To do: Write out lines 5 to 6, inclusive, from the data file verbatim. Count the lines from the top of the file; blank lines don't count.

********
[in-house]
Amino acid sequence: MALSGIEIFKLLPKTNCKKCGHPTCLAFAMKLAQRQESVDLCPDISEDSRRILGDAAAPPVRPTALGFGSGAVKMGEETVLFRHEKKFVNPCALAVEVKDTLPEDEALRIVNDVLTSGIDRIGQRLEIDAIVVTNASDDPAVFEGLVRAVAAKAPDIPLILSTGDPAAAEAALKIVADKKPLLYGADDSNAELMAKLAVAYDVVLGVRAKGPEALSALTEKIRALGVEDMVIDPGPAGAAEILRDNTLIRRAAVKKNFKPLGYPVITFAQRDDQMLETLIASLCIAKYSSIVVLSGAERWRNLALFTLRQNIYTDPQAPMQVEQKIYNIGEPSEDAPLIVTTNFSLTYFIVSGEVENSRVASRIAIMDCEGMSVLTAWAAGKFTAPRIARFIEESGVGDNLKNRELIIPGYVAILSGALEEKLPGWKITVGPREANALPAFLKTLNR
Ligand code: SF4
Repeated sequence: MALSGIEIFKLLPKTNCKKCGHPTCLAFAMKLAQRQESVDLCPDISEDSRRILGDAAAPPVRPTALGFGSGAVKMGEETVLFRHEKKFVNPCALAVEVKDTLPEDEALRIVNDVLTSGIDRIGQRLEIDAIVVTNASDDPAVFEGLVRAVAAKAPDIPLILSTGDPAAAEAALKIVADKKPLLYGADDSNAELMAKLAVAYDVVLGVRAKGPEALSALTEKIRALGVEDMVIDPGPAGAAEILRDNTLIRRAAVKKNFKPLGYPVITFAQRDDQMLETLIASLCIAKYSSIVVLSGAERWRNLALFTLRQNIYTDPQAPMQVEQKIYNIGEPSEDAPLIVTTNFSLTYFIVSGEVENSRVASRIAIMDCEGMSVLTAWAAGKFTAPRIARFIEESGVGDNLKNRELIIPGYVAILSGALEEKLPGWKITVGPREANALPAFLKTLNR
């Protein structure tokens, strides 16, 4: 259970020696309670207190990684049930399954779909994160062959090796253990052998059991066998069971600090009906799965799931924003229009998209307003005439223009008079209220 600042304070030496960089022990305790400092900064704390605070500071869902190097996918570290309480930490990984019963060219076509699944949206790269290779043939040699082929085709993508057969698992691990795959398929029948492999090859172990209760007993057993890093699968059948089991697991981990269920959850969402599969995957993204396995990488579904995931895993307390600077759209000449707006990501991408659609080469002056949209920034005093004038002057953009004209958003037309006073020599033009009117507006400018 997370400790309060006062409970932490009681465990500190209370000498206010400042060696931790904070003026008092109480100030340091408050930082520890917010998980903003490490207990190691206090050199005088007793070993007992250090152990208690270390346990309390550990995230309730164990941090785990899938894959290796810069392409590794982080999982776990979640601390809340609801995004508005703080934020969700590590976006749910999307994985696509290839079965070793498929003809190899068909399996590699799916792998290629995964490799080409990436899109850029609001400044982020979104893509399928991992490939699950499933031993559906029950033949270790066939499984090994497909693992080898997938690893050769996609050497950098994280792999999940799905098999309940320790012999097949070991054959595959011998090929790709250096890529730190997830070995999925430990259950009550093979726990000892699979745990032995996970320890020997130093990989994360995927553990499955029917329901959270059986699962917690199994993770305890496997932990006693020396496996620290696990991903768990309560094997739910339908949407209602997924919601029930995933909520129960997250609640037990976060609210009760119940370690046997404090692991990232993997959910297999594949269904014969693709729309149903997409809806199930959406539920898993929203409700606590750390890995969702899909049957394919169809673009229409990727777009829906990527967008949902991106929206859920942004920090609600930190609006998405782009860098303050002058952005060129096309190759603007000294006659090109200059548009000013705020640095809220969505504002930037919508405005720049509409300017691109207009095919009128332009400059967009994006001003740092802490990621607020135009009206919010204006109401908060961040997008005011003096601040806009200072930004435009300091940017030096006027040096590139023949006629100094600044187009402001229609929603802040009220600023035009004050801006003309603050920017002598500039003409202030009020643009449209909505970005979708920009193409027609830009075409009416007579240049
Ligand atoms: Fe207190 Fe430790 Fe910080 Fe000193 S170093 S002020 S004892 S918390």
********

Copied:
């Protein structure tokens, strides 16, 4: 259970020696309670207190990684049930399954779909994160062959090796253990052998059991066998069971600090009906799965799931924003229009998209307003005439223009008079209220 600042304070030496960089022990305790400092900064704390605070500071869902190097996918570290309480930490990984019963060219076509699944949206790269290779043939040699082929085709993508057969698992691990795959398929029948492999090859172990209760007993057993890093699968059948089991697991981990269920959850969402599969995957993204396995990488579904995931895993307390600077759209000449707006990501991408659609080469002056949209920034005093004038002057953009004209958003037309006073020599033009009117507006400018 997370400790309060006062409970932490009681465990500190209370000498206010400042060696931790904070003026008092109480100030340091408050930082520890917010998980903003490490207990190691206090050199005088007793070993007992250090152990208690270390346990309390550990995230309730164990941090785990899938894959290796810069392409590794982080999982776990979640601390809340609801995004508005703080934020969700590590976006749910999307994985696509290839079965070793498929003809190899068909399996590699799916792998290629995964490799080409990436899109850029609001400044982020979104893509399928991992490939699950499933031993559906029950033949270790066939499984090994497909693992080898997938690893050769996609050497950098994280792999999940799905098999309940320790012999097949070991054959595959011998090929790709250096890529730190997830070995999925430990259950009550093979726990000892699979745990032995996970320890020997130093990989994360995927553990499955029917329901959270059986699962917690199994993770305890496997932990006693020396496996620290696990991903768990309560094997739910339908949407209602997924919601029930995933909520129960997250609640037990976060609210009760119940370690046997404090692991990232993997959910297999594949269904014969693709729309149903997409809806199930959406539920898993929203409700606590750390890995969702899909049957394919169809673009229409990727777009829906990527967008949902991106929206859920942004920090609600930190609006998405782009860098303050002058952005060129096309190759603007000294006659090109200059548009000013705020640095809220969505504002930037919508405005720049509409300017691109207009095919009128332009400059967009994006001003740092802490990621607020135009009206919010204006109401908060961040997008005011003096601040806009200072930004435009300091940017030096006027040096590139023949006629100094600044187009402001229609929603802040009220600023035009004050801006003309603050920017002598500039003409202030009020643009449209909505970005979708920009193409027609830009075409009416007579240049
Ligand atoms: Fe207190 Fe430790 Fe910080 Fe000193 S170093 S002020 S004892 S918390």